Around 5,400 people in Israel own five or more homes, while some 300 people own 10 or more, according to newly released data from the Tax Authority.
One person owns 46 homes, the most registered in the name of one person, according to the Tax Authority. Another four people own 29 or 30 homes.
The figures are based on reported transactions. They do not include data from companies or foreign residents, or inherited dwellings.
As a result, investors who register a home under companies, family members or associates are unlikely to be fully represented. The data also do not include apartments sold under the table; the underground economy is thought to play a significant role in the Israeli real estate business.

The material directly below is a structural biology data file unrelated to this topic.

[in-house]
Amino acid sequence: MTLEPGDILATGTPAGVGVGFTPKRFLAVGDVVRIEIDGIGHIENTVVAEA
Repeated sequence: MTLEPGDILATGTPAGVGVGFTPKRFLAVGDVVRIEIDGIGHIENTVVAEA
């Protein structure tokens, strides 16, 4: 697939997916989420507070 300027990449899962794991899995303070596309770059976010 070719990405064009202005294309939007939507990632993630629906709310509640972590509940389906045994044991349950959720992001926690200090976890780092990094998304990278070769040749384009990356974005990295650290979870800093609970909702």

Thus probably many more people own multiple apartments. TheMarker recently encountered a French investor who owned more than 60 luxury apartments in Jerusalem through various companies.
The Tax Authority recently sent 107,000 letters to Israeli residents, telling them to report their revenue and assets. Some 42,000 of these letters were sent to people who owned at least three dwellings.
Between 2002 and 2013, around 430,000 homes were bought for investment purposes.
The identity of investors varies. In some cases, particularly in Tel Aviv, one person gradually buys up the apartments in a building; in other cases, the buyers purchase a home to live in but don’t sell when they move out.
Meanwhile, a debate has been raging over raising taxes on investment homes. People buying their second home already pay higher purchase tax, while rental income over 5,000 shekels ($1,367) a month is taxed as well. Investors also pay higher betterment tax.
The Finance Ministry does not want to raise taxes on investment homes further, arguing that the tax on rental income is hardly enforced and the state should start collecting that first.
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